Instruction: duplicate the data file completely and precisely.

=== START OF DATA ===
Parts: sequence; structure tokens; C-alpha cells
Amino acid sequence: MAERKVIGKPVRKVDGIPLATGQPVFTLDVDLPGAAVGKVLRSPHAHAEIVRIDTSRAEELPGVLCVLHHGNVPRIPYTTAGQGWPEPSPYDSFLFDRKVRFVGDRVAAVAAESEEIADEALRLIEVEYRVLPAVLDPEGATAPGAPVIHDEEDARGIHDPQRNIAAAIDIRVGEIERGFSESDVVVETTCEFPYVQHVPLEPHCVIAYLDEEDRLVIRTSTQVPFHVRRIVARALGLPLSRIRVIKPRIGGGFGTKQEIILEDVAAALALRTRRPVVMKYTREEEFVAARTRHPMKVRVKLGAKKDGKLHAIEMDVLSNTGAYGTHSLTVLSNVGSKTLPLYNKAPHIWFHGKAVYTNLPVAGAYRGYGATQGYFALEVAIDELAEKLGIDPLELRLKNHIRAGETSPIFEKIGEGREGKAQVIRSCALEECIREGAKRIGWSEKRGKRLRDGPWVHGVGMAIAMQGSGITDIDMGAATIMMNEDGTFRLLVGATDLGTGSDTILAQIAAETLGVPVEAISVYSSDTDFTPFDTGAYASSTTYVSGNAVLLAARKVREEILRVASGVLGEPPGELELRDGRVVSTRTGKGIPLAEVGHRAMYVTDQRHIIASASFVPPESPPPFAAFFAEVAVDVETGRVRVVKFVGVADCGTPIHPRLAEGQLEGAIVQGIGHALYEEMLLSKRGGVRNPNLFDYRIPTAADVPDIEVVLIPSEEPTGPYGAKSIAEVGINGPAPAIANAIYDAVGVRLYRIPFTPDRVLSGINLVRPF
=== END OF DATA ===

Parts: sequence; structure tokens; C-alpha cells
Amino acid sequence: MAERKVIGKPVRKVDGIPLATGQPVFTLDVDLPGAAVGKVLRSPHAHAEIVRIDTSRAEELPGVLCVLHHGNVPRIPYTTAGQGWPEPSPYDSFLFDRKVRFVGDRVAAVAAESEEIADEALRLIEVEYRVLPAVLDPEGATAPGAPVIHDEEDARGIHDPQRNIAAAIDIRVGEIERGFSESDVVVETTCEFPYVQHVPLEPHCVIAYLDEEDRLVIRTSTQVPFHVRRIVARALGLPLSRIRVIKPRIGGGFGTKQEIILEDVAAALALRTRRPVVMKYTREEEFVAARTRHPMKVRVKLGAKKDGKLHAIEMDVLSNTGAYGTHSLTVLSNVGSKTLPLYNKAPHIWFHGKAVYTNLPVAGAYRGYGATQGYFALEVAIDELAEKLGIDPLELRLKNHIRAGETSPIFEKIGEGREGKAQVIRSCALEECIREGAKRIGWSEKRGKRLRDGPWVHGVGMAIAMQGSGITDIDMGAATIMMNEDGTFRLLVGATDLGTGSDTILAQIAAETLGVPVEAISVYSSDTDFTPFDTGAYASSTTYVSGNAVLLAARKVREEILRVASGVLGEPPGELELRDGRVVSTRTGKGIPLAEVGHRAMYVTDQRHIIASASFVPPESPPPFAAFFAEVAVDVETGRVRVVKFVGVADCGTPIHPRLAEGQLEGAIVQGIGHALYEEMLLSKRGGVRNPNLFDYRIPTAADVPDIEVVLIPSEEPTGPYGAKSIAEVGINGPAPAIANAIYDAVGVRLYRIPFTPDRVLSGINLVRPF